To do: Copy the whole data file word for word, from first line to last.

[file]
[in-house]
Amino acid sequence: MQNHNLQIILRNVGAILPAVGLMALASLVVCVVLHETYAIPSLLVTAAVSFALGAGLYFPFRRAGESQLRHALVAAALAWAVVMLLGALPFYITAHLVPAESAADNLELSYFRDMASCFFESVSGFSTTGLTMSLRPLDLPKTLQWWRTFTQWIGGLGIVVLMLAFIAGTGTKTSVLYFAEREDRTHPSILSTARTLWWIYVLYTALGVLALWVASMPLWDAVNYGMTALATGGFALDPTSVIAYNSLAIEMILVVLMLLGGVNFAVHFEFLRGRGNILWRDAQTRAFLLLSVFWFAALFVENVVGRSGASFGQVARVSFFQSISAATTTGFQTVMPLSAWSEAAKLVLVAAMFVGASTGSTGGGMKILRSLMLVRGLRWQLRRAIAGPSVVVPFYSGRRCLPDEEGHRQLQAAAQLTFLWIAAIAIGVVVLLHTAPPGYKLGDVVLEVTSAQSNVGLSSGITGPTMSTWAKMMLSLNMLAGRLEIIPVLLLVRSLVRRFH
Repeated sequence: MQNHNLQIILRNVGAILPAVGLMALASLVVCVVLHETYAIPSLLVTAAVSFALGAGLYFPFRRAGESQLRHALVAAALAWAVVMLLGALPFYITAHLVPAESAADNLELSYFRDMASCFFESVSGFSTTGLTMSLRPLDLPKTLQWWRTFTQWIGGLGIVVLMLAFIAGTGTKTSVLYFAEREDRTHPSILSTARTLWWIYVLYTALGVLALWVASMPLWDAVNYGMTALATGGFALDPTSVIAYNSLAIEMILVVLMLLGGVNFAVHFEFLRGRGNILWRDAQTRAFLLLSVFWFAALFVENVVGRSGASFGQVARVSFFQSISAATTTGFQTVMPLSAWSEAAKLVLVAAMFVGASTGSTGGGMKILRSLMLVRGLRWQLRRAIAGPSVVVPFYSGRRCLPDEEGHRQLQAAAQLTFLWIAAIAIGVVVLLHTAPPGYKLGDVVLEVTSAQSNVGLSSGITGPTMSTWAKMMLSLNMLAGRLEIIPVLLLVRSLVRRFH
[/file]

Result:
[in-house]
Amino acid sequence: MQNHNLQIILRNVGAILPAVGLMALASLVVCVVLHETYAIPSLLVTAAVSFALGAGLYFPFRRAGESQLRHALVAAALAWAVVMLLGALPFYITAHLVPAESAADNLELSYFRDMASCFFESVSGFSTTGLTMSLRPLDLPKTLQWWRTFTQWIGGLGIVVLMLAFIAGTGTKTSVLYFAEREDRTHPSILSTARTLWWIYVLYTALGVLALWVASMPLWDAVNYGMTALATGGFALDPTSVIAYNSLAIEMILVVLMLLGGVNFAVHFEFLRGRGNILWRDAQTRAFLLLSVFWFAALFVENVVGRSGASFGQVARVSFFQSISAATTTGFQTVMPLSAWSEAAKLVLVAAMFVGASTGSTGGGMKILRSLMLVRGLRWQLRRAIAGPSVVVPFYSGRRCLPDEEGHRQLQAAAQLTFLWIAAIAIGVVVLLHTAPPGYKLGDVVLEVTSAQSNVGLSSGITGPTMSTWAKMMLSLNMLAGRLEIIPVLLLVRSLVRRFH
Repeated sequence: MQNHNLQIILRNVGAILPAVGLMALASLVVCVVLHETYAIPSLLVTAAVSFALGAGLYFPFRRAGESQLRHALVAAALAWAVVMLLGALPFYITAHLVPAESAADNLELSYFRDMASCFFESVSGFSTTGLTMSLRPLDLPKTLQWWRTFTQWIGGLGIVVLMLAFIAGTGTKTSVLYFAEREDRTHPSILSTARTLWWIYVLYTALGVLALWVASMPLWDAVNYGMTALATGGFALDPTSVIAYNSLAIEMILVVLMLLGGVNFAVHFEFLRGRGNILWRDAQTRAFLLLSVFWFAALFVENVVGRSGASFGQVARVSFFQSISAATTTGFQTVMPLSAWSEAAKLVLVAAMFVGASTGSTGGGMKILRSLMLVRGLRWQLRRAIAGPSVVVPFYSGRRCLPDEEGHRQLQAAAQLTFLWIAAIAIGVVVLLHTAPPGYKLGDVVLEVTSAQSNVGLSSGITGPTMSTWAKMMLSLNMLAGRLEIIPVLLLVRSLVRRFH